Arthritis and Rheumatism Associates, P.C. Arthritis and Rheumatism Associates Wellness Programs
By Nicole Saddic Thomas, MD
Arthritis and Rheumatism Associates, P.C.

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What is the difference between osteoarthritis and rheumatoid arthritis?

There are more than 100 different types of arthritis. Osteoarthritis (OA) is the most common type of arthritis and affects approximately 27 million Americans. Osteoarthritis can occur at any age but is most common in people over 65. It is characterized by “wear and tear” and breakdown of the cartilage that overlies the bone.

Cartilage is a slippery, hard tissue that allows for nearly frictionless joint motion. When the cartilage deteriorates, the bones may rub against each other, causing pain and stiffness. Most people experience symptoms upon first arising in the morning or using the joint after a prolonged period of rest. Bone spurs, also known as osteophytes, may develop and damage surrounding tissue. Ligaments and menisci also may be damaged in association with OA.

The most commonly affected joints are in the lower back, hips, knees, hands, particularly the base of the thumb, and feet. OA has no single specific cause, but genetic factors, obesity, repetitive use, and prior injury to a joint commonly are associated with the development of this disease.

Maintaining regular exercise habits and stretching and strengthening an involved joint are proven ways to manage OA symptoms. If patients are overweight, weight loss is a cornerstone of treatment.

Common OA medications include NSAIDs (non-steroidal anti-inflammatory drugs, which target inflammation); analgesics (which treat pain only); topical treatments such as capsaicin; and injectable treatments, like corticosteroids or hyaluronic acid therapy.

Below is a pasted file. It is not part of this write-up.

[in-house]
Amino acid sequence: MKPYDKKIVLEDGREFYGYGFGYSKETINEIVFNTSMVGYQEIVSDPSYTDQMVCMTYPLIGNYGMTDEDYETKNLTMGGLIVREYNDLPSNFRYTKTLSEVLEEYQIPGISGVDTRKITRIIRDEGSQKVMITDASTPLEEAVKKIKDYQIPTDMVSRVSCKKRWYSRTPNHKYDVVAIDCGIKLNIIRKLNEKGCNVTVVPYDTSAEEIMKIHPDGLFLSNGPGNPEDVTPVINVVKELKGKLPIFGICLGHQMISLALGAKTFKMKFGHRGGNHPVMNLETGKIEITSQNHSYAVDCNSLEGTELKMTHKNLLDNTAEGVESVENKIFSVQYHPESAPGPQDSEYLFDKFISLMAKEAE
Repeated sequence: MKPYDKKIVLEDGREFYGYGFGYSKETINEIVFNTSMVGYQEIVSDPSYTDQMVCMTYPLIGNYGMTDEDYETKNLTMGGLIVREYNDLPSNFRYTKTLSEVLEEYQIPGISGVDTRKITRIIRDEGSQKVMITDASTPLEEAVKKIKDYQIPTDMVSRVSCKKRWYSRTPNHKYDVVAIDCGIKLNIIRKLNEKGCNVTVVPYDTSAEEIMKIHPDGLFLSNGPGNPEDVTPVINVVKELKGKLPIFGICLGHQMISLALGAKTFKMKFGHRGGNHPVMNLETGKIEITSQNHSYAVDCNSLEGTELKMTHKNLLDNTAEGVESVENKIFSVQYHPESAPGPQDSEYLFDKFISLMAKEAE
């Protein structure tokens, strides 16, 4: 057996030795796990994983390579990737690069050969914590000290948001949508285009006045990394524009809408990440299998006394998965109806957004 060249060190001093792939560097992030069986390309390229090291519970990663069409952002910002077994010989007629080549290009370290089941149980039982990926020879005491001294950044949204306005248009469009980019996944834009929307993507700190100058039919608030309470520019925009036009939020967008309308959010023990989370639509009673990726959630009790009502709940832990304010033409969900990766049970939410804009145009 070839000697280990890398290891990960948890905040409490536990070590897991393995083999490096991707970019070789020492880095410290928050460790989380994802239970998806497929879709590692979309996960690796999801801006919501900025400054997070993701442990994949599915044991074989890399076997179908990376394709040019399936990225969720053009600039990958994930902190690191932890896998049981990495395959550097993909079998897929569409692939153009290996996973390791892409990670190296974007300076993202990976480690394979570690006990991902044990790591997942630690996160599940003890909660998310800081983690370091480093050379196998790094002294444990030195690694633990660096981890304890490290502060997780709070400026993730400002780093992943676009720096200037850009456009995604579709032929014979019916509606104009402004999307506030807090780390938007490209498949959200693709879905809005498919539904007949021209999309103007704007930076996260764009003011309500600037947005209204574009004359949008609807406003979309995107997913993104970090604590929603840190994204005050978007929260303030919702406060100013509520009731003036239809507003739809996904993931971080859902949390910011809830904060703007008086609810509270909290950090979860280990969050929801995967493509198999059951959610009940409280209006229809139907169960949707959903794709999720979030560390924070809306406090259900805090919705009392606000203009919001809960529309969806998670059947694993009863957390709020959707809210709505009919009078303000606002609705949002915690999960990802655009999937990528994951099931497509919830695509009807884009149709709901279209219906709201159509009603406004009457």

Ultimately, surgery to repair or replace damaged joints may be necessary.

Unlike osteoarthritis, rheumatoid arthritis (RA) is an autoimmune condition. The immune system mistakenly attacks the healthy tissue, called synovium, that lines joints.Without treatment, this can lead to damage of the cartilage and bone and loss of function of the joint. This disease affects 1.5 million Americans and is three times more common in women than men. The age of onset is usually earlier than osteoarthritis, generally between 30 and 60, but it can begin at any age.

There is no single blood test to diagnose RA and diagnosis can be tricky. It often requires a careful physical exam and history, blood tests to look for inf lammation and certain antibodies that can be associated with the disease, and radiographs, which can have classic findings associated with RA.

RA most often involves the small joints of the hands and feet, though wrists, elbows, hips, knees, ankles, the neck and the jaw also may be involved. The joint involvement is usually symmetri- cal. Fatigue and prolonged stiffness in the morning can occur. It is thought that a combination of genetic and environmental factors, such as smoking, contribute to the development of this disease. As of now, there is no cure for RA, but highly effective treatment exists and can prevent joint damage if started early in the disease process.

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